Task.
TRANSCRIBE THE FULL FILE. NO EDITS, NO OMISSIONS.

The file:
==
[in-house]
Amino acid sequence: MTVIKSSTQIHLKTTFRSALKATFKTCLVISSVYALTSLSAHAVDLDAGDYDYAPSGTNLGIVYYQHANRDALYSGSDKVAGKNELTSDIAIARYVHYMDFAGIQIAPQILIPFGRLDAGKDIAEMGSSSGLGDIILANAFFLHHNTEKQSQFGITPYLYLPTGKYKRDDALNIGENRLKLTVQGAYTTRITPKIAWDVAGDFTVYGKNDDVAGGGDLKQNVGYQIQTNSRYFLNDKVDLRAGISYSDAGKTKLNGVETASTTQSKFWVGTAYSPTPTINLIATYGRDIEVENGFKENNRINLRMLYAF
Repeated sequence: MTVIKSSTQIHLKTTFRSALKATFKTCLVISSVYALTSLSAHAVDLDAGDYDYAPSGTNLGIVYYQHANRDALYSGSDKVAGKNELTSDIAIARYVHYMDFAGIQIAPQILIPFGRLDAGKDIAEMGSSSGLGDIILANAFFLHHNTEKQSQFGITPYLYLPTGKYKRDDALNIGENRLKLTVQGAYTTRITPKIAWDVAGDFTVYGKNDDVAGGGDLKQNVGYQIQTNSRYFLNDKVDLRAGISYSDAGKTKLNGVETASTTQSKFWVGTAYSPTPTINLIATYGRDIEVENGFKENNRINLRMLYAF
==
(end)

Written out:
[in-house]
Amino acid sequence: MTVIKSSTQIHLKTTFRSALKATFKTCLVISSVYALTSLSAHAVDLDAGDYDYAPSGTNLGIVYYQHANRDALYSGSDKVAGKNELTSDIAIARYVHYMDFAGIQIAPQILIPFGRLDAGKDIAEMGSSSGLGDIILANAFFLHHNTEKQSQFGITPYLYLPTGKYKRDDALNIGENRLKLTVQGAYTTRITPKIAWDVAGDFTVYGKNDDVAGGGDLKQNVGYQIQTNSRYFLNDKVDLRAGISYSDAGKTKLNGVETASTTQSKFWVGTAYSPTPTINLIATYGRDIEVENGFKENNRINLRMLYAF
Repeated sequence: MTVIKSSTQIHLKTTFRSALKATFKTCLVISSVYALTSLSAHAVDLDAGDYDYAPSGTNLGIVYYQHANRDALYSGSDKVAGKNELTSDIAIARYVHYMDFAGIQIAPQILIPFGRLDAGKDIAEMGSSSGLGDIILANAFFLHHNTEKQSQFGITPYLYLPTGKYKRDDALNIGENRLKLTVQGAYTTRITPKIAWDVAGDFTVYGKNDDVAGGGDLKQNVGYQIQTNSRYFLNDKVDLRAGISYSDAGKTKLNGVETASTTQSKFWVGTAYSPTPTINLIATYGRDIEVENGFKENNRINLRMLYAF